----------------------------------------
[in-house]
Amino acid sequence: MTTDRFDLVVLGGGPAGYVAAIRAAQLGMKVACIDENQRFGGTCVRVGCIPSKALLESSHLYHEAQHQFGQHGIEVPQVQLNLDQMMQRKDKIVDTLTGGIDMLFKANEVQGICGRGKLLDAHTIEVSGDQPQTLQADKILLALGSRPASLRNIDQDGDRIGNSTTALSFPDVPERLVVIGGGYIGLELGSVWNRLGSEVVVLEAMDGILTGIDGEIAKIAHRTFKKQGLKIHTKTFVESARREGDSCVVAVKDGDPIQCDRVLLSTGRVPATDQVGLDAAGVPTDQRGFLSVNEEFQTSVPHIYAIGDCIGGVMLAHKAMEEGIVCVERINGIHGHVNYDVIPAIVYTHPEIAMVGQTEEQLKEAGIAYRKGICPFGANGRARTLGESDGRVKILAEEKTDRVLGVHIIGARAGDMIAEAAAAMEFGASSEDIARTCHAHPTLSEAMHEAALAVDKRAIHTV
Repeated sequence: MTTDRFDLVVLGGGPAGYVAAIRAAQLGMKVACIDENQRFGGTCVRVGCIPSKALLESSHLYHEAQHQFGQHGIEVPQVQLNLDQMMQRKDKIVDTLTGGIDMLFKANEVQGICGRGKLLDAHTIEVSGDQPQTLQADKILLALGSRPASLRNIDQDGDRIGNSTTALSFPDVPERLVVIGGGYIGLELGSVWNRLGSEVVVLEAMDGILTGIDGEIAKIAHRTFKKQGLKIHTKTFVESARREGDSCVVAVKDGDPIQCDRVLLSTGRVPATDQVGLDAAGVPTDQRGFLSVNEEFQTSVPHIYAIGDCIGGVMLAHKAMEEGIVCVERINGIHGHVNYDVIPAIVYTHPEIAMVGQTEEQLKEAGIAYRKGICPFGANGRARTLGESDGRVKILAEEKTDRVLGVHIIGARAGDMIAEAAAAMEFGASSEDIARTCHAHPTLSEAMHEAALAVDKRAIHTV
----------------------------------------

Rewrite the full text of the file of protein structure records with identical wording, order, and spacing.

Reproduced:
[in-house]
Amino acid sequence: MTTDRFDLVVLGGGPAGYVAAIRAAQLGMKVACIDENQRFGGTCVRVGCIPSKALLESSHLYHEAQHQFGQHGIEVPQVQLNLDQMMQRKDKIVDTLTGGIDMLFKANEVQGICGRGKLLDAHTIEVSGDQPQTLQADKILLALGSRPASLRNIDQDGDRIGNSTTALSFPDVPERLVVIGGGYIGLELGSVWNRLGSEVVVLEAMDGILTGIDGEIAKIAHRTFKKQGLKIHTKTFVESARREGDSCVVAVKDGDPIQCDRVLLSTGRVPATDQVGLDAAGVPTDQRGFLSVNEEFQTSVPHIYAIGDCIGGVMLAHKAMEEGIVCVERINGIHGHVNYDVIPAIVYTHPEIAMVGQTEEQLKEAGIAYRKGICPFGANGRARTLGESDGRVKILAEEKTDRVLGVHIIGARAGDMIAEAAAAMEFGASSEDIARTCHAHPTLSEAMHEAALAVDKRAIHTV
Repeated sequence: MTTDRFDLVVLGGGPAGYVAAIRAAQLGMKVACIDENQRFGGTCVRVGCIPSKALLESSHLYHEAQHQFGQHGIEVPQVQLNLDQMMQRKDKIVDTLTGGIDMLFKANEVQGICGRGKLLDAHTIEVSGDQPQTLQADKILLALGSRPASLRNIDQDGDRIGNSTTALSFPDVPERLVVIGGGYIGLELGSVWNRLGSEVVVLEAMDGILTGIDGEIAKIAHRTFKKQGLKIHTKTFVESARREGDSCVVAVKDGDPIQCDRVLLSTGRVPATDQVGLDAAGVPTDQRGFLSVNEEFQTSVPHIYAIGDCIGGVMLAHKAMEEGIVCVERINGIHGHVNYDVIPAIVYTHPEIAMVGQTEEQLKEAGIAYRKGICPFGANGRARTLGESDGRVKILAEEKTDRVLGVHIIGARAGDMIAEAAAAMEFGASSEDIARTCHAHPTLSEAMHEAALAVDKRAIHTV